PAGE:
### Stereographic Projection from $$S^3$$

The previous visualization is flawed because circular boundaries appear as the non-boundary edge (away from the torus) of the outside subsurface 'tears apart' as we animate through $$\theta$$. Since we require that the only boundary for our fibration surface must be exactly the knot , we identify points along this tear.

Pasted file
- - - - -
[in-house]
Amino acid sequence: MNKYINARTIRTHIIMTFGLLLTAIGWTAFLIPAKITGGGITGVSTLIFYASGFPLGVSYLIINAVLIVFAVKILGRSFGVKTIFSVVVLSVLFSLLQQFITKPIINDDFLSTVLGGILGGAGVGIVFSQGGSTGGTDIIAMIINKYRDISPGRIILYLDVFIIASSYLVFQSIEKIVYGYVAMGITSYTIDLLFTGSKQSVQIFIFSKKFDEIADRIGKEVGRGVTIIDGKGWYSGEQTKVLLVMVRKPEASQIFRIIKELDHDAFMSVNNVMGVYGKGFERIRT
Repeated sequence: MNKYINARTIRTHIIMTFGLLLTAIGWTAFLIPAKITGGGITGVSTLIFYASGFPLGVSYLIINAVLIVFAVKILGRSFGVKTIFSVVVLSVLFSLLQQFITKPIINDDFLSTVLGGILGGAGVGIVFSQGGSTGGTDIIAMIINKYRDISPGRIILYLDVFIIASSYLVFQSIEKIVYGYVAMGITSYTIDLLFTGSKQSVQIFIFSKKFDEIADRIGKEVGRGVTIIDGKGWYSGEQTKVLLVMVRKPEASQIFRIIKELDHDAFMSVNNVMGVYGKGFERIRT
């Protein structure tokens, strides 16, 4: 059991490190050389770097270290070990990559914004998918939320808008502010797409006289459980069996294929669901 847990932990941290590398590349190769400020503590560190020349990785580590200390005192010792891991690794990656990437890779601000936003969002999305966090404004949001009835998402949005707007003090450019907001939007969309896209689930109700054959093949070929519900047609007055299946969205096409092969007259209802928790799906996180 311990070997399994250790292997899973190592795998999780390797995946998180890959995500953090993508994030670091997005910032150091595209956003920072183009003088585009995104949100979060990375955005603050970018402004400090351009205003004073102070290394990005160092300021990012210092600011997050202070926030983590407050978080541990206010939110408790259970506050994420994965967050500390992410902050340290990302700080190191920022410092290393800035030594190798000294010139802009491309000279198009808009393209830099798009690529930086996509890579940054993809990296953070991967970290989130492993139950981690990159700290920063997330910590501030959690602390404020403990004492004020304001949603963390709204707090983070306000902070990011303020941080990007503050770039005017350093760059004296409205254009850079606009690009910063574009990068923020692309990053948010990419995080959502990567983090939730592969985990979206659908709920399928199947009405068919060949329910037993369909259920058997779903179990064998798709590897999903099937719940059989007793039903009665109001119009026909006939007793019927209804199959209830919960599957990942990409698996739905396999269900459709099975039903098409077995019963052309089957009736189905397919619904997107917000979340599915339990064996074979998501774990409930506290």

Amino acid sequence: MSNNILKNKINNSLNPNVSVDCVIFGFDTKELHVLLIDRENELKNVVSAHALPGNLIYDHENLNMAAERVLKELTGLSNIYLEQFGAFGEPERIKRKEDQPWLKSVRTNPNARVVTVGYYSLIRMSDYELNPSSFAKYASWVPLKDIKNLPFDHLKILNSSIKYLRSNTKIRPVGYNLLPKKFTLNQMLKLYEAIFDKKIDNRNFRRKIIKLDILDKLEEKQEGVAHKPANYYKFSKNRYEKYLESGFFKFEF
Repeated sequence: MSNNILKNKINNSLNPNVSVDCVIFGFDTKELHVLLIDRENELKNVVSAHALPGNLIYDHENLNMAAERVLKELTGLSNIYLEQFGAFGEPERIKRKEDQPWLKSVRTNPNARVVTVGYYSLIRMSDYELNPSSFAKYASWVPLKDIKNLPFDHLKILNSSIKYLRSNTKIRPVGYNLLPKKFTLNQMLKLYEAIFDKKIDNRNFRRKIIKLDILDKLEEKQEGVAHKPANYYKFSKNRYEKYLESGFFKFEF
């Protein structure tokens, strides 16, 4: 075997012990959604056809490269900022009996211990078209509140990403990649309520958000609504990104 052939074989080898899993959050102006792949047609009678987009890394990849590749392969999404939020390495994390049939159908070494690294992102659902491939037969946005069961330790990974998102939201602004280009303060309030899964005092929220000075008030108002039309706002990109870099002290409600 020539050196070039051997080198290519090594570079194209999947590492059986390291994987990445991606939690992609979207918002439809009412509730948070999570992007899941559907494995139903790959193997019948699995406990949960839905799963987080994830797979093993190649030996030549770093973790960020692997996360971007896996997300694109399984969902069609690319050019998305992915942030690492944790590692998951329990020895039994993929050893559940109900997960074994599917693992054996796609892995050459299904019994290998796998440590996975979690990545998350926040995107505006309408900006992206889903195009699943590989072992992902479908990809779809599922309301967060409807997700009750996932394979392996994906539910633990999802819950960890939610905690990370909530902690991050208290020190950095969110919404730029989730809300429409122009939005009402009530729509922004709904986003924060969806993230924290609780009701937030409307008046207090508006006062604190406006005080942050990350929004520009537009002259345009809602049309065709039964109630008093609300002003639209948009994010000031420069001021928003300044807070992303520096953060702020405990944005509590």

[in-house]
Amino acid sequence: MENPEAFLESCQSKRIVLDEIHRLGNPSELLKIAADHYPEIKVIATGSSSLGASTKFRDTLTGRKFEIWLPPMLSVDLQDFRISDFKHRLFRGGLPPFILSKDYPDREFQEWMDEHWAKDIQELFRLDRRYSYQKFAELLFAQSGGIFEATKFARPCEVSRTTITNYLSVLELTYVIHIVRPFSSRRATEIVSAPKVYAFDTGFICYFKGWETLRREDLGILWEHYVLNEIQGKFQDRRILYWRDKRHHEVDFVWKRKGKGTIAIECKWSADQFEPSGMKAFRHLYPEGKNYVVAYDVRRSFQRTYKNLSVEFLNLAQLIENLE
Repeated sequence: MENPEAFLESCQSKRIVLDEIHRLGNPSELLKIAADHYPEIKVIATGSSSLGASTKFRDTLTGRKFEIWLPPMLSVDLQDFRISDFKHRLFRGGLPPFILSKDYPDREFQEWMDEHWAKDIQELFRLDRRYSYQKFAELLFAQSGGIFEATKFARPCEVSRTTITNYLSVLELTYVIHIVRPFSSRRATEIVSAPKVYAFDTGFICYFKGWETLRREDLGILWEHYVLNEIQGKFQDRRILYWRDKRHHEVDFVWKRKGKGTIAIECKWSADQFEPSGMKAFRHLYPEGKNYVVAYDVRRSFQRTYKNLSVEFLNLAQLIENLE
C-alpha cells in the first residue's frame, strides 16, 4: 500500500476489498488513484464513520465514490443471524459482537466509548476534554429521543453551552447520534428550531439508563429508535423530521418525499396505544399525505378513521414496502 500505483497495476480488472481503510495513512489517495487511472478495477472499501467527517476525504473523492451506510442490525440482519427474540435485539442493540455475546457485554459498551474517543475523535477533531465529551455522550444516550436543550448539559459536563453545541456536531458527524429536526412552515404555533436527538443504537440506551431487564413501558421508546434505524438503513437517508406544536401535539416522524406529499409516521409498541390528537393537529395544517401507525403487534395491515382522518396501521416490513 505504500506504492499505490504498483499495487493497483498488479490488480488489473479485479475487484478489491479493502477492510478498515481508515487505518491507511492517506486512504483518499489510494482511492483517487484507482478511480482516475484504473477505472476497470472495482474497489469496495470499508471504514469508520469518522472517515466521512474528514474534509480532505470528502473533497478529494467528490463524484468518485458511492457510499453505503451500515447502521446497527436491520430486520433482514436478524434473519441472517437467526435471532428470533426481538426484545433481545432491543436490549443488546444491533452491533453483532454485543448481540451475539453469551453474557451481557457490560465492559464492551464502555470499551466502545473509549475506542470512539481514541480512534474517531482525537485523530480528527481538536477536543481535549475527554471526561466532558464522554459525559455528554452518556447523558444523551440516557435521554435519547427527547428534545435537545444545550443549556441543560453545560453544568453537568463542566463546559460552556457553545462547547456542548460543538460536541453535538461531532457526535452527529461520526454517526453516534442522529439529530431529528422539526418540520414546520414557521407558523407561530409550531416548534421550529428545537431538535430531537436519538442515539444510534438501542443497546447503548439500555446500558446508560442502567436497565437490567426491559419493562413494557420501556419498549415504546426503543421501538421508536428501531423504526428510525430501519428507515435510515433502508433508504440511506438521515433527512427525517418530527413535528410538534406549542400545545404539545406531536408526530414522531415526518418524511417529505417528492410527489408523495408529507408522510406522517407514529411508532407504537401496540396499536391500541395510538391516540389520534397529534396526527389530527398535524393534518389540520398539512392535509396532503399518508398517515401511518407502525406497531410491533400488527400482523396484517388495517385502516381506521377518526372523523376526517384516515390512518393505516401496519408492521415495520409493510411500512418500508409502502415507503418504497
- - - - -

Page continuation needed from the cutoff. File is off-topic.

To acheive this, we define our surfaces as embedded in $$S^3 \in \mathbb{R}^4$$. Then we use stereographic projection $$\rho : S^3 \rightarrow\mathbb{R}^3$$ to visualize our surfaces by projecting from the point $$\{0,0,0,1\}$$: $$\rho(x,y,u,v)=\{ \frac{x}{1-v}, \frac{y}{1-v}, \frac{u}{1-v}\}$$

By construction, this identifies all points on the non-boundary edge (away from the torus) of our subsurfaces. Now our visualization only 'tears' when the surface passes through the stereographic projection point, which is at infinity.